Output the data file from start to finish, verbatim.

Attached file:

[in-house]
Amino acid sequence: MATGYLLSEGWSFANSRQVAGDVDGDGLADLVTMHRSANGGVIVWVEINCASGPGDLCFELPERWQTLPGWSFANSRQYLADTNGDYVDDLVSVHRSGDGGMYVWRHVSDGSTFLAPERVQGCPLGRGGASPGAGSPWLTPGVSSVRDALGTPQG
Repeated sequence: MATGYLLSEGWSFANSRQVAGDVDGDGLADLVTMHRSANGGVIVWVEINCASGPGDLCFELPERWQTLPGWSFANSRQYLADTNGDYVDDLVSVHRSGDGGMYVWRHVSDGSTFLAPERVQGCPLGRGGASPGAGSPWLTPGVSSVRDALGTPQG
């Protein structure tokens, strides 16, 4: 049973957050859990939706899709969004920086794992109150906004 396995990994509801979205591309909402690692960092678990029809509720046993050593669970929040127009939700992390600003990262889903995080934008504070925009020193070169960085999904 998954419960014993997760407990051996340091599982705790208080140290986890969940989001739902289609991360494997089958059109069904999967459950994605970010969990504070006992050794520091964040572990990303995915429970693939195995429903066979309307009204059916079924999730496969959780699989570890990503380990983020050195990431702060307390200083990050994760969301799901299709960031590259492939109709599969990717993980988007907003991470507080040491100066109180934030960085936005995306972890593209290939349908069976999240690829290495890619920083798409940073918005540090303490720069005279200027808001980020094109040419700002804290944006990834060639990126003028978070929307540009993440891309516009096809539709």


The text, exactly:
[in-house]
Amino acid sequence: MATGYLLSEGWSFANSRQVAGDVDGDGLADLVTMHRSANGGVIVWVEINCASGPGDLCFELPERWQTLPGWSFANSRQYLADTNGDYVDDLVSVHRSGDGGMYVWRHVSDGSTFLAPERVQGCPLGRGGASPGAGSPWLTPGVSSVRDALGTPQG
Repeated sequence: MATGYLLSEGWSFANSRQVAGDVDGDGLADLVTMHRSANGGVIVWVEINCASGPGDLCFELPERWQTLPGWSFANSRQYLADTNGDYVDDLVSVHRSGDGGMYVWRHVSDGSTFLAPERVQGCPLGRGGASPGAGSPWLTPGVSSVRDALGTPQG
């Protein structure tokens, strides 16, 4: 049973957050859990939706899709969004920086794992109150906004 396995990994509801979205591309909402690692960092678990029809509720046993050593669970929040127009939700992390600003990262889903995080934008504070925009020193070169960085999904 998954419960014993997760407990051996340091599982705790208080140290986890969940989001739902289609991360494997089958059109069904999967459950994605970010969990504070006992050794520091964040572990990303995915429970693939195995429903066979309307009204059916079924999730496969959780699989570890990503380990983020050195990431702060307390200083990050994760969301799901299709960031590259492939109709599969990717993980988007907003991470507080040491100066109180934030960085936005995306972890593209290939349908069976999240690829290495890619920083798409940073918005540090303490720069005279200027808001980020094109040419700002804290944006990834060639990126003028978070929307540009993440891309516009096809539709």